The war against the terrorists who turned planes into bombs has moved from rhetoric to rockets. No doubt many among us will feel some sense of satisfaction, a catharsis. Some may even see the military action as a cause for rejoicing. It isn’t.
The popular political support for the military strikes should not be misunderstood; few Americans want to see innocent civilians suffer and die as retribution for the acts of the few fanatics.
I’m not alone in feeling a deep, soul-wrenching second wave of sadness and sobriety. Of course I’m fired with frustration and incensed–I want the terrorists taken out, as the euphemism puts it, just the way I would want a malignant tumor removed before it spreads throughout my body.
While the missiles, bombs and bullets have popular support, I’m simply afraid that this military action will be counterproductive in the long run–and a war against terrorism, as opposed to a war against Osama bin Laden, will outlive all of us as well as all of them. There’s no quick fix.
This new war is more complicated than any in which our country has been engaged. It has a religious aroma. It stinks to high heaven, to turn the religious fanatics’ language back onto them. They want to make it an old-fashioned crusade, and I’m afraid our well-intentioned leaders may just accommodate them. That’s the shame of it. It’s not about religion- it’s about fanaticism.
The terrorists happen to be Muslims, but they do not represent Islam, any more than Timothy McVeigh represented Christianity. The fanatical terrorists are perfect examples of what the famous psychologist William James called sick-minded religion. They give Islam a bad name, and by extension they give religion itself a bad name.
Their deep-seated hatred was implanted in them systematically; that it was put into them in the name of God makes it all the more reprehensible. Their sick-minded belief that their suicidal acts of murder will give them a one-way ticket to paradise makes all sensitive clergy shrink in shame. They committed heinous acts against civilization itself, against the best in all the religions.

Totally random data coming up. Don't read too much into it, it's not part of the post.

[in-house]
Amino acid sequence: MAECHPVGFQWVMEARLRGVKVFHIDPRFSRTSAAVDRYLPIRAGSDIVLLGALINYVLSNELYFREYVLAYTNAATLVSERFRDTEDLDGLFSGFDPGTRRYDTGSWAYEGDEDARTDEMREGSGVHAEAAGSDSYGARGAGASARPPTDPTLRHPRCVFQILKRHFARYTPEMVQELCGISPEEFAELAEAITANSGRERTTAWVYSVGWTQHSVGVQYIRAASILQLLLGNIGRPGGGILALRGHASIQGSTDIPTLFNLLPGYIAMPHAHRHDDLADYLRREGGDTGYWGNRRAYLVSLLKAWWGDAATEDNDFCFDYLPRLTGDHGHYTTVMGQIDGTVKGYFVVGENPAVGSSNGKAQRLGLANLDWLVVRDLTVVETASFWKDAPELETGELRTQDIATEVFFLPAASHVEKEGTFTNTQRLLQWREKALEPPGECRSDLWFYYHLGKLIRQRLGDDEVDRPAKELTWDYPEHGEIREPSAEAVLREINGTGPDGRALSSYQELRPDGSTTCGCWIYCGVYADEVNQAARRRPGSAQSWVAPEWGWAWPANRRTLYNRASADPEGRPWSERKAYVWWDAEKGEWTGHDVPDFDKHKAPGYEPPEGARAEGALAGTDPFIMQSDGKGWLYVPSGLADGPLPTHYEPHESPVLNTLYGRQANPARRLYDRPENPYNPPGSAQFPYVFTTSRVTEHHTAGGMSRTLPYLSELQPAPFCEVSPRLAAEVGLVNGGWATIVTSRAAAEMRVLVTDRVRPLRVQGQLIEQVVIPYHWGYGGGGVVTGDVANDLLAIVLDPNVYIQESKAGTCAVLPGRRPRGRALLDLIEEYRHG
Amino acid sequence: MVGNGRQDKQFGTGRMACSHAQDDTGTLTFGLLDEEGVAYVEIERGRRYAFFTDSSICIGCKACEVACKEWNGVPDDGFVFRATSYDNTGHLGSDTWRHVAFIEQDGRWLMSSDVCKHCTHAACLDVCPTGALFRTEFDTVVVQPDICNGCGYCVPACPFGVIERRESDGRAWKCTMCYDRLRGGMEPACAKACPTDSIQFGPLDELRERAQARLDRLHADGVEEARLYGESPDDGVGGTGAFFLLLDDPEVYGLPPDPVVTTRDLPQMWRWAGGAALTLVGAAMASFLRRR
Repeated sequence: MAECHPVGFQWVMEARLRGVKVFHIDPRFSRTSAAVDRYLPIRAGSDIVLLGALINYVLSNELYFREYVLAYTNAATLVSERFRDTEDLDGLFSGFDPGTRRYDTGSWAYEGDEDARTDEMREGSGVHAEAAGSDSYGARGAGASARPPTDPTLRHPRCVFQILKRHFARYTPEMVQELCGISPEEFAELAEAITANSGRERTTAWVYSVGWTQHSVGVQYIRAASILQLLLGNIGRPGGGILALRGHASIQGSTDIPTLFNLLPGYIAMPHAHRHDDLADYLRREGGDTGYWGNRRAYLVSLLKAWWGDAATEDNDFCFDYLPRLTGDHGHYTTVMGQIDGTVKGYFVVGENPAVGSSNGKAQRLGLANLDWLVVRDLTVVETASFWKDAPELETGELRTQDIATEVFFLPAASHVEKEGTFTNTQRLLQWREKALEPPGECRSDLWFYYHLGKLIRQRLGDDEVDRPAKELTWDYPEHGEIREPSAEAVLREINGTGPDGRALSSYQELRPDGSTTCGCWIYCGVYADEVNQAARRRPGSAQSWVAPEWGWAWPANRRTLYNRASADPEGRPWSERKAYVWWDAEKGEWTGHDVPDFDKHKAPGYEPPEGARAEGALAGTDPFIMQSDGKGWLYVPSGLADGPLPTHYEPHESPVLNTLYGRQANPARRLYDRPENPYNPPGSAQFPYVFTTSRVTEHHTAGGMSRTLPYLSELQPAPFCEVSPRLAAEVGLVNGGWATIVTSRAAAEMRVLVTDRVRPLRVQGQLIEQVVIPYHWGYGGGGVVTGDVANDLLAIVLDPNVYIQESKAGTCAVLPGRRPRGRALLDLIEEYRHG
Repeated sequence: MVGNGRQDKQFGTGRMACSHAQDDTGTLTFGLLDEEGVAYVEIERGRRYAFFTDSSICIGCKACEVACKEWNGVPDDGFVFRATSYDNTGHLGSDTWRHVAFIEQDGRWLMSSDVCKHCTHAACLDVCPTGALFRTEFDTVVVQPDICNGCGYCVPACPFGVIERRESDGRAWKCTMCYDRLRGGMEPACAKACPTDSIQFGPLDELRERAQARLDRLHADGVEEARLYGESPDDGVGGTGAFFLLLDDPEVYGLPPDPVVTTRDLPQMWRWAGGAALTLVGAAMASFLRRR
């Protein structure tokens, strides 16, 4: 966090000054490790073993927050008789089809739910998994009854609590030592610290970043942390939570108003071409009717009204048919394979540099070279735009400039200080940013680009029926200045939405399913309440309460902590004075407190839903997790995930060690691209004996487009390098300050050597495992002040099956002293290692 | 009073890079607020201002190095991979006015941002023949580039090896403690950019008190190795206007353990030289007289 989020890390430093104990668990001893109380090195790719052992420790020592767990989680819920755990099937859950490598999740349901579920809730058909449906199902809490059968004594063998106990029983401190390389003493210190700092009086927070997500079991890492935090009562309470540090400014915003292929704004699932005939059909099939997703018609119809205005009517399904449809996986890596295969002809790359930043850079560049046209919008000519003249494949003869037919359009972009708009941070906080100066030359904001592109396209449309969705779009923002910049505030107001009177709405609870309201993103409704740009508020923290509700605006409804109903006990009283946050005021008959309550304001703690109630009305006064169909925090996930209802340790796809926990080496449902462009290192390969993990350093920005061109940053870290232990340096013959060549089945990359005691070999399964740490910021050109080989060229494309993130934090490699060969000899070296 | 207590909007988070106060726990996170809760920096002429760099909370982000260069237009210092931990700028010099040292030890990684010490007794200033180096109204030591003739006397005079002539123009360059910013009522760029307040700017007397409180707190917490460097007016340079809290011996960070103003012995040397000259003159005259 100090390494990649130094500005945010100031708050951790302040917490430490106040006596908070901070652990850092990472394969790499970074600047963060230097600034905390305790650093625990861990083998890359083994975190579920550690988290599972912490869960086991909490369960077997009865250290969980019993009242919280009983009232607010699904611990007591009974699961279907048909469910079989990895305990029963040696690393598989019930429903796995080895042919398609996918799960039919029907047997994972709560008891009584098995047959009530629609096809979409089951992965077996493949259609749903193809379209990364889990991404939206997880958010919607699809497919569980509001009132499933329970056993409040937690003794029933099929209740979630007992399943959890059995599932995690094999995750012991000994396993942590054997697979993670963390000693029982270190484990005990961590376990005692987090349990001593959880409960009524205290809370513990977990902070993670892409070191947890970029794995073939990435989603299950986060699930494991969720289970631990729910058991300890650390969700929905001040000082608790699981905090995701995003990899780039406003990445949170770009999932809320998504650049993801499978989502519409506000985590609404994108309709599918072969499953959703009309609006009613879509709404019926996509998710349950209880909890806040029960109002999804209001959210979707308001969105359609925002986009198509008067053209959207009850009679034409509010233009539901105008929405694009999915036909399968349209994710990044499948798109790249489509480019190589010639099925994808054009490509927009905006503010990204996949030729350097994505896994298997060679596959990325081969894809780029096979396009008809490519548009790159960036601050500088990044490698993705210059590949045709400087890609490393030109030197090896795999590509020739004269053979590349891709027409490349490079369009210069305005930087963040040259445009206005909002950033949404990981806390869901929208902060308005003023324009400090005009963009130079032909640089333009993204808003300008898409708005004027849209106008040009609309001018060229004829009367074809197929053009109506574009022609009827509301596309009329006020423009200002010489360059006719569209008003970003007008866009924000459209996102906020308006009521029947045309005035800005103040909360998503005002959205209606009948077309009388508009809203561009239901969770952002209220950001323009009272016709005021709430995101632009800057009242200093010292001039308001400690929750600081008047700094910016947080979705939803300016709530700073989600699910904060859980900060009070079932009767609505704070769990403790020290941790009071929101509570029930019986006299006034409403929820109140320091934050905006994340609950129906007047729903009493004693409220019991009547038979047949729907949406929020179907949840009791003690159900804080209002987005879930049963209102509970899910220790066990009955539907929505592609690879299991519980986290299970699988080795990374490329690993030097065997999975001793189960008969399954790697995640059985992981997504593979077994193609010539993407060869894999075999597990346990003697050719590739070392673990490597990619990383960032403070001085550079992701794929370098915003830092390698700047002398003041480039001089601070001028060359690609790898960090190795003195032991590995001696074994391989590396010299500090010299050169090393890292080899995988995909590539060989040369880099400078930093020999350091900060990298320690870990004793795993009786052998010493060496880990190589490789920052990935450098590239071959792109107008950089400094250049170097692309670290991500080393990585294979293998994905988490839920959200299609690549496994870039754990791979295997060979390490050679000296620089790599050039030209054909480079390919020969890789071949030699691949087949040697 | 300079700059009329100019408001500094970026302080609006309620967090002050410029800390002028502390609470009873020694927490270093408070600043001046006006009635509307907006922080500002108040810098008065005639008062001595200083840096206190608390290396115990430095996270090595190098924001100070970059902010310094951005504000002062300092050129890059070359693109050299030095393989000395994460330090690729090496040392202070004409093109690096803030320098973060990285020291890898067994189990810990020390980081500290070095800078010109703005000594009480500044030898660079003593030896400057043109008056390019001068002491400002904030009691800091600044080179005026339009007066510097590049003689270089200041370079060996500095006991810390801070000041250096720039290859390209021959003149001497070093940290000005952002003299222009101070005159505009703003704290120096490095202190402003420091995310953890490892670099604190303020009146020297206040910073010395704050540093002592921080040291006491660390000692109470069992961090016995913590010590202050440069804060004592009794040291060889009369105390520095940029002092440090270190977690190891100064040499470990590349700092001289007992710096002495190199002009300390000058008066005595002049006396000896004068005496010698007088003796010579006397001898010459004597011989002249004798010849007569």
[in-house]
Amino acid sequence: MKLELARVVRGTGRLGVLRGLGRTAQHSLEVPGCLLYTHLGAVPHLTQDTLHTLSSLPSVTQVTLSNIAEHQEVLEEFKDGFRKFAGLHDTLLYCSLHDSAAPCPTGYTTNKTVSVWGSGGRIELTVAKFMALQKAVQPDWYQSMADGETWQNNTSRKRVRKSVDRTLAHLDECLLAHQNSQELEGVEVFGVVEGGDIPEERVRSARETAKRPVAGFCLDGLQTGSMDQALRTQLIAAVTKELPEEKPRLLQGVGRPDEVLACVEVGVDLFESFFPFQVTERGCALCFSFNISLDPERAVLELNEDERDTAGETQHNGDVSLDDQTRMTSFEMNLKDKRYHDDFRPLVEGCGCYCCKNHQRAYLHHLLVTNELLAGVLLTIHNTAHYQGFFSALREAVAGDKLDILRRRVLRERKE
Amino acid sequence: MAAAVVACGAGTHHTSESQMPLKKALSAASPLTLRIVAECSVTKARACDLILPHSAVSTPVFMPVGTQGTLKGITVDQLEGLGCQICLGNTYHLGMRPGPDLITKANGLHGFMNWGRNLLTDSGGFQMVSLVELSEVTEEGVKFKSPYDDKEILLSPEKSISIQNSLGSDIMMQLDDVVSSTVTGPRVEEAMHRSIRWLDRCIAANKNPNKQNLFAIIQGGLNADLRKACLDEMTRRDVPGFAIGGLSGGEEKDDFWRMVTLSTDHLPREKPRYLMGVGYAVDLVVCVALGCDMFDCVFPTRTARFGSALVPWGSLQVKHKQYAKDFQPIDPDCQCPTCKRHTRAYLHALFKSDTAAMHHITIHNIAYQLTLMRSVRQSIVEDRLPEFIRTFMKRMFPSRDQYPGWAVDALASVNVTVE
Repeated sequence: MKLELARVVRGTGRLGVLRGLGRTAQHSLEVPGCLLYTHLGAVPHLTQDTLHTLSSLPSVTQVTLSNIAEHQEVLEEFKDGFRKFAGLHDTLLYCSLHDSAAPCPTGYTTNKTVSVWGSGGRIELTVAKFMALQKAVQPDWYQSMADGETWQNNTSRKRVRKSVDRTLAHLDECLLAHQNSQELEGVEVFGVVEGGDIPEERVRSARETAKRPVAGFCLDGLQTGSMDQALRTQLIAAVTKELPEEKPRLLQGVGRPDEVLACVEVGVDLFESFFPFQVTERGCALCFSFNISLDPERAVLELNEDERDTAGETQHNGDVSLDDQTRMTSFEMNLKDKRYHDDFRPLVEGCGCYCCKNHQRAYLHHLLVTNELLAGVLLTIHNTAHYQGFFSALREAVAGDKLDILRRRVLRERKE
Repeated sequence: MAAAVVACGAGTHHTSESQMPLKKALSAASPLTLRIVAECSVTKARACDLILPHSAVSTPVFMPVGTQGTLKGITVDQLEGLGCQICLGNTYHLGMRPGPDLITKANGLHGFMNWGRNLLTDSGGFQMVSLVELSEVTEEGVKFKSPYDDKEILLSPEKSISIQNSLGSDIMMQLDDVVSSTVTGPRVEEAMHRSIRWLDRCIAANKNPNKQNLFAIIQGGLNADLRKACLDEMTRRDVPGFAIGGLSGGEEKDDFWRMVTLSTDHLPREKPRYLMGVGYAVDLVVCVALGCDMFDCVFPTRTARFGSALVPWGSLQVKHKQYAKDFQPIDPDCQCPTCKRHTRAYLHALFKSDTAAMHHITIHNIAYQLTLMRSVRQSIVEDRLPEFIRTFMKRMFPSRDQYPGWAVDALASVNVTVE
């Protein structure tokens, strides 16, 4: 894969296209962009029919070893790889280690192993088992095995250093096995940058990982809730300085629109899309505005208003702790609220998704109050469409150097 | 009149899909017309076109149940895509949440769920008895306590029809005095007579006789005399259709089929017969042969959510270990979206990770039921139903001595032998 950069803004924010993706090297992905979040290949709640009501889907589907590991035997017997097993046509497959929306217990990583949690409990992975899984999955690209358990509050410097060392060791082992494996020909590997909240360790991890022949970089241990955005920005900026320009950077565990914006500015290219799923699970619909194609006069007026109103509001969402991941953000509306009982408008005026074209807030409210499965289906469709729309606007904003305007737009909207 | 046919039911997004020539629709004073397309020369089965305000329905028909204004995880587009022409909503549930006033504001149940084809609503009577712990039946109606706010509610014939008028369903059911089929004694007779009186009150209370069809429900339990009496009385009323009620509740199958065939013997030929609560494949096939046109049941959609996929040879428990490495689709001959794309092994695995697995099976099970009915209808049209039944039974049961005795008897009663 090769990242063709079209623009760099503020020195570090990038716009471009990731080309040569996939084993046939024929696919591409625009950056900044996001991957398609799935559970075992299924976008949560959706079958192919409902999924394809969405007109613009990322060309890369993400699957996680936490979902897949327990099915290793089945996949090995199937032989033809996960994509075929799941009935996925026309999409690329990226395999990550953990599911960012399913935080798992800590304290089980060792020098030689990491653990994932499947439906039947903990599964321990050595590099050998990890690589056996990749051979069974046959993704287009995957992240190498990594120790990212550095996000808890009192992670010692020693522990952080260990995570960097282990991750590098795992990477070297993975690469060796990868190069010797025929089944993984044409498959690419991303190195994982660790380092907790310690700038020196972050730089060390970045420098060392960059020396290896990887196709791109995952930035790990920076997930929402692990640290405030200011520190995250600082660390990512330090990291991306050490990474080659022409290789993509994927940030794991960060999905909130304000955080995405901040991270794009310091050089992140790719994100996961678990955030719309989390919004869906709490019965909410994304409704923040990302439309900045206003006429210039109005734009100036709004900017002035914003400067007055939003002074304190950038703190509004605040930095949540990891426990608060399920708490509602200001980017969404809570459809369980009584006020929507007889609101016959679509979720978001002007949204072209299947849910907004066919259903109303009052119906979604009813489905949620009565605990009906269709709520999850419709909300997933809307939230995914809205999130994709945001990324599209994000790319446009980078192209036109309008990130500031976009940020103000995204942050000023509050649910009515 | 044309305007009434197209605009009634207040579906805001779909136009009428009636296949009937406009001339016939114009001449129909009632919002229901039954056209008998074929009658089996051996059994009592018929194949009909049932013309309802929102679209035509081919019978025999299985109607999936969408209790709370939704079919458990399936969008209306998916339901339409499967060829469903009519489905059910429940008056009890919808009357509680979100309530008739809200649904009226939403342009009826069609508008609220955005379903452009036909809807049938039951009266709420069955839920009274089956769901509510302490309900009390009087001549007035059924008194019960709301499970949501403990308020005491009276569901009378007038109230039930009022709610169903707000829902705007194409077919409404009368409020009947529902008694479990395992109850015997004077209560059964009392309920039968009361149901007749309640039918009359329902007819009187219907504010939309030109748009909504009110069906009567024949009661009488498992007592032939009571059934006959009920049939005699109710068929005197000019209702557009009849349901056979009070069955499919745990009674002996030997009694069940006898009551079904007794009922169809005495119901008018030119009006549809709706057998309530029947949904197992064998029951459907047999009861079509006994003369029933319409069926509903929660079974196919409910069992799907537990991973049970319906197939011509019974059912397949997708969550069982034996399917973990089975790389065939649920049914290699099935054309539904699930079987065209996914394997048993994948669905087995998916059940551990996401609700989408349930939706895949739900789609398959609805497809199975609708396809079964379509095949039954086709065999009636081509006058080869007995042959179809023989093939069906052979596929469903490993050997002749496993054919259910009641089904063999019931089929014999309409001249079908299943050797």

Their lack of a rational grounding makes it impossible to deal with them without falling into their trap. “Kill me,” they say, “please send me to paradise as a hero, a martyr.” They are not soldiers in a war, they are thugs on a murderous rampage. They are lost, sick souls like the mythological Cain of old.
Yes, we have to go after the terrorists, but we also have to dig into the root causes of their homicidal, suicidal pathology. We have to be willing to look at ourselves so we can understand them and ourselves better. Remember the line in America the Beautiful that says, “God mend thine every flaw, confirm thy soul in self control, thy liberty in law!”
What do you think Katherine Lee Bates had in mind when she wrote her famous poem? She had climbed Pike’s Peak. She saw the ‘spacious skies’ and ‘purple mountain majesties.’ She also had a romantic relationship with another woman named Katherine with whom she shared her life until her partner’s death in 1915, when love between lesbians had to remain in the closet. Wasn’t homophobia a flaw, like racism, sexism and economic injustice? Aren’t each of these flaws we still have to mend?
We need to make a sober, systematic reappraisal of our policies, domestic as well as foreign, not because the terrorists say so, but because we need to mend our every flaw. May we as a religious community find ways to work together for peace and justice during this difficult time. May we find ways to join in our efforts with our sisters and brothers who practice Christianity, Islam, Judaism, Hinduism, Buddhism and so forth–or who have no particular religious affiliation, but who have goodness in their hearts. There’s work to be done. It is our work–the sacred work that brings us together in a global cause for life on Earth.